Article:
New Student Debt And Education Justice Program

Tuesday, March 19, 2013
01:00 AM - 4:00 PM

6th Floor Student Lounges
American University Washington College of Law
4801 Massachusetts Avenue, NW, Washington, DC
6th Floor Student Lounge


Borrowers owe over $1 trillion in students loans. Default rates top 15% for loans taken to attend for-profit colleges, many of which provide poor educational programs. Students who default on loans—regardless of whether their job prospects improved after enrolling in the course— experience a host of negative consequences, including destroyed credit scores, wage and Social Security garnishments, lost security clearances and a debt burden that cannot be discharged, even in bankruptcy. Defaulting students lose the very economic mobility they sought through post-secondary education. The debt burden cripples low-income communities, undermines access to education, and poses a danger to the larger economy.

The Women and the Law Program’s new Student Debt and Education Justice Project will address the causes and consequences of student debt, particularly for low-income students. Join us for an inaugural panel as we explore how legal regulation and public policy governing higher education and student debt might be reformed or improved so that low-income borrowers are more likely to benefit from, rather than be harmed by, enrolling in institutions of higher education. Speakers include:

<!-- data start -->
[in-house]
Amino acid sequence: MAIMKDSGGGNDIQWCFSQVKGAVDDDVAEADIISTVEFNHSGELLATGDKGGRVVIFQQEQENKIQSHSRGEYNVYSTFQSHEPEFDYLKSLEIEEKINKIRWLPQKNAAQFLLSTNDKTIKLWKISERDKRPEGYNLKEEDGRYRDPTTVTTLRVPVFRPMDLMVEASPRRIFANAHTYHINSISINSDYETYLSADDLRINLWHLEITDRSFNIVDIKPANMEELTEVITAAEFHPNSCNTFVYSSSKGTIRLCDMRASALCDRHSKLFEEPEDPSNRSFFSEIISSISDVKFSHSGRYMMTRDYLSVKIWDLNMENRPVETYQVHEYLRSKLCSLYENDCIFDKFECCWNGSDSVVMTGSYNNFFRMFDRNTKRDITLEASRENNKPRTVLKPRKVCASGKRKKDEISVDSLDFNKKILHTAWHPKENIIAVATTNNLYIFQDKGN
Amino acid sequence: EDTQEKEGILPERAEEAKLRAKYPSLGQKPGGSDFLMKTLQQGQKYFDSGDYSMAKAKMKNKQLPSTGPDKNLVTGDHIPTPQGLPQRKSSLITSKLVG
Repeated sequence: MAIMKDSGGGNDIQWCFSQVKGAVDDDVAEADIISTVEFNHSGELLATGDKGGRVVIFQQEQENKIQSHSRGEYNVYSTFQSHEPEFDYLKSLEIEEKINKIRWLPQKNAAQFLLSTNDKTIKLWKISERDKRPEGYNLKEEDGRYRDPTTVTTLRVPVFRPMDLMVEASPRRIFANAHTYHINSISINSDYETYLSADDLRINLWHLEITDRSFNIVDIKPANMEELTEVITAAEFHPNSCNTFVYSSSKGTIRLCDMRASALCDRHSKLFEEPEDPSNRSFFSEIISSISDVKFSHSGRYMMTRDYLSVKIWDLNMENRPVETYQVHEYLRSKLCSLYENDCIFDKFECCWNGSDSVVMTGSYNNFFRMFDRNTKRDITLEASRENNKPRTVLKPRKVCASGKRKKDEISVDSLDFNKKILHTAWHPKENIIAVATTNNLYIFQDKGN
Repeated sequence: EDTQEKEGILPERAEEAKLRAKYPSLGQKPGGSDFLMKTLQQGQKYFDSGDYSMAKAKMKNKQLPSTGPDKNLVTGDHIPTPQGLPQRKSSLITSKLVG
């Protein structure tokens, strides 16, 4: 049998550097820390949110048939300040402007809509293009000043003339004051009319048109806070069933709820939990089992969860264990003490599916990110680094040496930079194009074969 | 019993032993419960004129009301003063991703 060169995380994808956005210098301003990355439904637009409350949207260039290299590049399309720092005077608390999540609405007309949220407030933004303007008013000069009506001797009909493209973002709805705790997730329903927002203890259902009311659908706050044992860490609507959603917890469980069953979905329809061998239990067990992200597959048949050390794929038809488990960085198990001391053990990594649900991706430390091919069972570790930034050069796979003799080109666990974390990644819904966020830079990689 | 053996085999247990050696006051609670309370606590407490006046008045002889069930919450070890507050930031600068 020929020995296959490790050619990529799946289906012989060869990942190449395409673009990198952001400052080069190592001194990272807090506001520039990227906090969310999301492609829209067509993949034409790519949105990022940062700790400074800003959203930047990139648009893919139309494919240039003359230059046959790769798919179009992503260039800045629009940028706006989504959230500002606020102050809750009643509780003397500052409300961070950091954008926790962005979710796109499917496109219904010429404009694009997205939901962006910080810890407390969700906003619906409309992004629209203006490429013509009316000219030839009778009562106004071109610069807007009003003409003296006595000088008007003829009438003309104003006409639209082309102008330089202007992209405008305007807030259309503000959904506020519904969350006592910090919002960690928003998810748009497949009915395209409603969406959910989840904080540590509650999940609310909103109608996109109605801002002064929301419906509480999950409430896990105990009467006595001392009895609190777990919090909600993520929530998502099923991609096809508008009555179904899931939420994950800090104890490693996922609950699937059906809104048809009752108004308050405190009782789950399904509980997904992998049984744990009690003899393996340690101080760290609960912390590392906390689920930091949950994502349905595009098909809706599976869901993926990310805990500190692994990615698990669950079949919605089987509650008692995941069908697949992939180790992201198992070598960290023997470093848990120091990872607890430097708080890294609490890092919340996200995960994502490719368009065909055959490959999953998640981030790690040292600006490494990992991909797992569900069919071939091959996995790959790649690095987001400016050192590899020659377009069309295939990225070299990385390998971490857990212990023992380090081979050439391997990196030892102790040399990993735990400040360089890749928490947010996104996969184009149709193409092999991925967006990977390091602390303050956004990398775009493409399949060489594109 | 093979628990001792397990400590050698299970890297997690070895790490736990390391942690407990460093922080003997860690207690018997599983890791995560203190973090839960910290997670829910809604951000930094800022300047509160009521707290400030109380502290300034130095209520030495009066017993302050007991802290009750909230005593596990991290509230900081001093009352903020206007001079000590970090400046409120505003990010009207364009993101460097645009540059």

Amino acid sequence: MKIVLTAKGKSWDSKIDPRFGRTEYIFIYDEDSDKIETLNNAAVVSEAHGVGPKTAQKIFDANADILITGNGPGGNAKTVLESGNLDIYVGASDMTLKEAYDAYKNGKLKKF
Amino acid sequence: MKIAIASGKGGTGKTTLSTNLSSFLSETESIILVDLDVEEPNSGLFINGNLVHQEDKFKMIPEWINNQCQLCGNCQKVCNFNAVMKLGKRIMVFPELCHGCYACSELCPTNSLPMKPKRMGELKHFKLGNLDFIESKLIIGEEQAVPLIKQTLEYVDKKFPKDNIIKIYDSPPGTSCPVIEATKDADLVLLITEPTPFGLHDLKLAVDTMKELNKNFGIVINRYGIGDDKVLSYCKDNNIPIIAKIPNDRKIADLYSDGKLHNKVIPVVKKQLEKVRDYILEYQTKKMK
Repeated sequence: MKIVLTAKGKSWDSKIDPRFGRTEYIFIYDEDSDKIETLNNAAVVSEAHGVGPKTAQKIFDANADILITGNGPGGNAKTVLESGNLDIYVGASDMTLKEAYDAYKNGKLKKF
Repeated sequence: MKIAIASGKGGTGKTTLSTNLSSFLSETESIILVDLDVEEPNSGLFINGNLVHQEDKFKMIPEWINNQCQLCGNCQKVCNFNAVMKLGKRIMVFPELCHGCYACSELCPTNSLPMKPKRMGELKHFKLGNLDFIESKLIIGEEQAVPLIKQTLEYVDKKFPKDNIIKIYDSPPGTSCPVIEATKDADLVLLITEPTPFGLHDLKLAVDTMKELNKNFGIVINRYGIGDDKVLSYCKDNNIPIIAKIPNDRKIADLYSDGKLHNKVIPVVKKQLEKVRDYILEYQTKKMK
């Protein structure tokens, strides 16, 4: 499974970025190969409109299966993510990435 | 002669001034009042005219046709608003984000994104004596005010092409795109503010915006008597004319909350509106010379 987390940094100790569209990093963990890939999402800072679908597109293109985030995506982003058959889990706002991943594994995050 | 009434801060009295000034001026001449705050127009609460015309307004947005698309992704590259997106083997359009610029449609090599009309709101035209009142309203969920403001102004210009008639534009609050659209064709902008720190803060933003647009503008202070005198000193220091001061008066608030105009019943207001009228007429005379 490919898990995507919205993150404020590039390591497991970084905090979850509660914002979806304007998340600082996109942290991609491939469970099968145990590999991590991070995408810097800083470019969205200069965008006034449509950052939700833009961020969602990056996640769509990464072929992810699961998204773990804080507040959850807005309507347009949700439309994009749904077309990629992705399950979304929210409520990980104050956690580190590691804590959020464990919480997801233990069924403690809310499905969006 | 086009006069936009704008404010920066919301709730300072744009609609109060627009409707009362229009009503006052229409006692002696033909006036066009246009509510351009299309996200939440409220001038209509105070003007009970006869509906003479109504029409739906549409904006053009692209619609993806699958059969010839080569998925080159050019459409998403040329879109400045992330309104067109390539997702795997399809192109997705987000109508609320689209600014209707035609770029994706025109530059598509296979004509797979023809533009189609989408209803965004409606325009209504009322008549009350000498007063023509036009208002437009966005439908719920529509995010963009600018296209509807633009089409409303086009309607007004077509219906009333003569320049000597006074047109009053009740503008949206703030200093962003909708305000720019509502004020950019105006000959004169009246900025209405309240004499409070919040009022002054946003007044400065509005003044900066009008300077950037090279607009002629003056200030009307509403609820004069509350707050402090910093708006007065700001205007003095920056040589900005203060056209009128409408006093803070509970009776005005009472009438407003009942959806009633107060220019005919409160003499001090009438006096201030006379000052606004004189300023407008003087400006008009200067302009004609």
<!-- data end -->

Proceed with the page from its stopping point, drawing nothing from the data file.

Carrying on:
• Chris Kirkham, The Huffington Post
  • Deanne Loonin, The National Consumer Law Center
  • Joseph Mais, The Institute for College Access and Success
  • Tobin Van Ostern, Center for American Progress
  • Spiros Protopsaltis, HELP Committee
  • Libby Masiuk, HELP Committee

Presented by the Program on Women and the Law

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